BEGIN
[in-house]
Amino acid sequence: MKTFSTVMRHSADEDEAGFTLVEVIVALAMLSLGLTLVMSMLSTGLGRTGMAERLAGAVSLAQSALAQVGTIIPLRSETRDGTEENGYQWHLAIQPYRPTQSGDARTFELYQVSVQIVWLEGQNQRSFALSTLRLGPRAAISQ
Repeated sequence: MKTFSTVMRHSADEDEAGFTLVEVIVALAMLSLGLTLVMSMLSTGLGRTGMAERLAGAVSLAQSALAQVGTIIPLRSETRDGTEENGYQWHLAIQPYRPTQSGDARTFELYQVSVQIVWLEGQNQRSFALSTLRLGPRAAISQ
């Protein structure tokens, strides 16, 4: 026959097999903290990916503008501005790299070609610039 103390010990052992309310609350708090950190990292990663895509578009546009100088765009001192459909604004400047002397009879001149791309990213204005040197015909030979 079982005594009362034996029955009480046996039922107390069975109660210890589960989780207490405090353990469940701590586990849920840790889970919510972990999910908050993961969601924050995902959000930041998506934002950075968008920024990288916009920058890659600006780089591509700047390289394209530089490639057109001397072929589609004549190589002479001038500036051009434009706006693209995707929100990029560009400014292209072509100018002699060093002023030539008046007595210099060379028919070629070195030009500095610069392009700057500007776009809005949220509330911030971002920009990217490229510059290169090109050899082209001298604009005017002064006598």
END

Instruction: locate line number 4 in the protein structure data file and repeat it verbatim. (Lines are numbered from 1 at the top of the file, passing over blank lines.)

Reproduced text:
């Protein structure tokens, strides 16, 4: 026959097999903290990916503008501005790299070609610039 103390010990052992309310609350708090950190990292990663895509578009546009100088765009001192459909604004400047002397009879001149791309990213204005040197015909030979 079982005594009362034996029955009480046996039922107390069975109660210890589960989780207490405090353990469940701590586990849920840790889970919510972990999910908050993961969601924050995902959000930041998506934002950075968008920024990288916009920058890659600006780089591509700047390289394209530089490639057109001397072929589609004549190589002479001038500036051009434009706006693209995707929100990029560009400014292209072509100018002699060093002023030539008046007595210099060379028919070629070195030009500095610069392009700057500007776009809005949220509330911030971002920009990217490229510059290169090109050899082209001298604009005017002064006598």